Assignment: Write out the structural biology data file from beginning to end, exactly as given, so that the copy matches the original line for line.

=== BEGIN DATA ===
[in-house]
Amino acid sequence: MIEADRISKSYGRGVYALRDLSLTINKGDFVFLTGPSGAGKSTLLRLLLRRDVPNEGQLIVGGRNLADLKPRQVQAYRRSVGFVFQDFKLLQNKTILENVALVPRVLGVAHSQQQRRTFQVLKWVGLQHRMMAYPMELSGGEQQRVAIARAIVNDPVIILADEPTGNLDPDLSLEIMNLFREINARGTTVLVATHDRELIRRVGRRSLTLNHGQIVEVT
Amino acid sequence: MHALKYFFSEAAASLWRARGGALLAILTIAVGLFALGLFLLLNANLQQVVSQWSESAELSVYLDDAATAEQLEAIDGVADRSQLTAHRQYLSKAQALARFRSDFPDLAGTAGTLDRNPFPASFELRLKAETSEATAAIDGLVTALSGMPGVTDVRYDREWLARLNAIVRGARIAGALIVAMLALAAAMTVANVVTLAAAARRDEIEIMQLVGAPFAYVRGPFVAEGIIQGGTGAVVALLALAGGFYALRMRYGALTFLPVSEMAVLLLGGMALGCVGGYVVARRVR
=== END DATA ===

[in-house]
Amino acid sequence: MIEADRISKSYGRGVYALRDLSLTINKGDFVFLTGPSGAGKSTLLRLLLRRDVPNEGQLIVGGRNLADLKPRQVQAYRRSVGFVFQDFKLLQNKTILENVALVPRVLGVAHSQQQRRTFQVLKWVGLQHRMMAYPMELSGGEQQRVAIARAIVNDPVIILADEPTGNLDPDLSLEIMNLFREINARGTTVLVATHDRELIRRVGRRSLTLNHGQIVEVT
Amino acid sequence: MHALKYFFSEAAASLWRARGGALLAILTIAVGLFALGLFLLLNANLQQVVSQWSESAELSVYLDDAATAEQLEAIDGVADRSQLTAHRQYLSKAQALARFRSDFPDLAGTAGTLDRNPFPASFELRLKAETSEATAAIDGLVTALSGMPGVTDVRYDREWLARLNAIVRGARIAGALIVAMLALAAAMTVANVVTLAAAARRDEIEIMQLVGAPFAYVRGPFVAEGIIQGGTGAVVALLALAGGFYALRMRYGALTFLPVSEMAVLLLGGMALGCVGGYVVARRVR